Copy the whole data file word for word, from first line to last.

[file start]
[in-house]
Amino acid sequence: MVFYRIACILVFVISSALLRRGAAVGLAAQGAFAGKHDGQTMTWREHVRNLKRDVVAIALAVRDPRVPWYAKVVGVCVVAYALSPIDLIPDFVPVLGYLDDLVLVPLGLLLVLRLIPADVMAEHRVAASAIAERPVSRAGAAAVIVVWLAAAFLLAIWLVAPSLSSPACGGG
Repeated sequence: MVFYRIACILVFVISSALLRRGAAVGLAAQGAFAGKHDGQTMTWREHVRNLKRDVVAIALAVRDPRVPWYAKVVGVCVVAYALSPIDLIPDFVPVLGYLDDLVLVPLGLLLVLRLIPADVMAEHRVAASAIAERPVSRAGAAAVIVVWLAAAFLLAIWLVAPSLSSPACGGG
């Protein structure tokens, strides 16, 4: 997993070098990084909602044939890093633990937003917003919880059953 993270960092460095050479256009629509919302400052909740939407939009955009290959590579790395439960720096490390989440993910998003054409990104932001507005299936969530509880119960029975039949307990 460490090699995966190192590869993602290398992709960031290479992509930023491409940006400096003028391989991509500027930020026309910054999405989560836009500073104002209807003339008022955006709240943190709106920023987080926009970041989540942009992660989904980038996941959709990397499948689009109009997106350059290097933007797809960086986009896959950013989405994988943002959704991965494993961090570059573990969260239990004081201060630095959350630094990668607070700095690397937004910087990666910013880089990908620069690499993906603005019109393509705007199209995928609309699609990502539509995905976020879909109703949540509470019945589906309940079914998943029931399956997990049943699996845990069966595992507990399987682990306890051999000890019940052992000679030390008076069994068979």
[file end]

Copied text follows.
[in-house]
Amino acid sequence: MVFYRIACILVFVISSALLRRGAAVGLAAQGAFAGKHDGQTMTWREHVRNLKRDVVAIALAVRDPRVPWYAKVVGVCVVAYALSPIDLIPDFVPVLGYLDDLVLVPLGLLLVLRLIPADVMAEHRVAASAIAERPVSRAGAAAVIVVWLAAAFLLAIWLVAPSLSSPACGGG
Repeated sequence: MVFYRIACILVFVISSALLRRGAAVGLAAQGAFAGKHDGQTMTWREHVRNLKRDVVAIALAVRDPRVPWYAKVVGVCVVAYALSPIDLIPDFVPVLGYLDDLVLVPLGLLLVLRLIPADVMAEHRVAASAIAERPVSRAGAAAVIVVWLAAAFLLAIWLVAPSLSSPACGGG
């Protein structure tokens, strides 16, 4: 997993070098990084909602044939890093633990937003917003919880059953 993270960092460095050479256009629509919302400052909740939407939009955009290959590579790395439960720096490390989440993910998003054409990104932001507005299936969530509880119960029975039949307990 460490090699995966190192590869993602290398992709960031290479992509930023491409940006400096003028391989991509500027930020026309910054999405989560836009500073104002209807003339008022955006709240943190709106920023987080926009970041989540942009992660989904980038996941959709990397499948689009109009997106350059290097933007797809960086986009896959950013989405994988943002959704991965494993961090570059573990969260239990004081201060630095959350630094990668607070700095690397937004910087990666910013880089990908620069690499993906603005019109393509705007199209995928609309699609990502539509995905976020879909109703949540509470019945589906309940079914998943029931399956997990049943699996845990069966595992507990399987682990306890051999000890019940052992000679030390008076069994068979």